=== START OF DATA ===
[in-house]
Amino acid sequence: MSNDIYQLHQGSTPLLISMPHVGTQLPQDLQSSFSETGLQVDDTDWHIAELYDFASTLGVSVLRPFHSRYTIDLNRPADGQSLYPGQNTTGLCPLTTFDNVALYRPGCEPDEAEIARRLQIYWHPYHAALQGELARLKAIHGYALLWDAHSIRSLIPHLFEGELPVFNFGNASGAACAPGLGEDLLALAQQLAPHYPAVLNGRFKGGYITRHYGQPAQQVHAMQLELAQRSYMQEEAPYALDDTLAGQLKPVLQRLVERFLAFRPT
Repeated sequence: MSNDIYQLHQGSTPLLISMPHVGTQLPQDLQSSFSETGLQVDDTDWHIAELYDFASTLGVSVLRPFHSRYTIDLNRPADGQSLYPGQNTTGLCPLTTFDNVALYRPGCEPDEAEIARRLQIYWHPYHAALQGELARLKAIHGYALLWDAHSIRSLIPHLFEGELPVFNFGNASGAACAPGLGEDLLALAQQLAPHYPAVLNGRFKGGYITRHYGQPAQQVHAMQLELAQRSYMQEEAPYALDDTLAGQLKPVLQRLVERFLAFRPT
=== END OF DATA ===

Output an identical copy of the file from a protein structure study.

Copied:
[in-house]
Amino acid sequence: MSNDIYQLHQGSTPLLISMPHVGTQLPQDLQSSFSETGLQVDDTDWHIAELYDFASTLGVSVLRPFHSRYTIDLNRPADGQSLYPGQNTTGLCPLTTFDNVALYRPGCEPDEAEIARRLQIYWHPYHAALQGELARLKAIHGYALLWDAHSIRSLIPHLFEGELPVFNFGNASGAACAPGLGEDLLALAQQLAPHYPAVLNGRFKGGYITRHYGQPAQQVHAMQLELAQRSYMQEEAPYALDDTLAGQLKPVLQRLVERFLAFRPT
Repeated sequence: MSNDIYQLHQGSTPLLISMPHVGTQLPQDLQSSFSETGLQVDDTDWHIAELYDFASTLGVSVLRPFHSRYTIDLNRPADGQSLYPGQNTTGLCPLTTFDNVALYRPGCEPDEAEIARRLQIYWHPYHAALQGELARLKAIHGYALLWDAHSIRSLIPHLFEGELPVFNFGNASGAACAPGLGEDLLALAQQLAPHYPAVLNGRFKGGYITRHYGQPAQQVHAMQLELAQRSYMQEEAPYALDDTLAGQLKPVLQRLVERFLAFRPT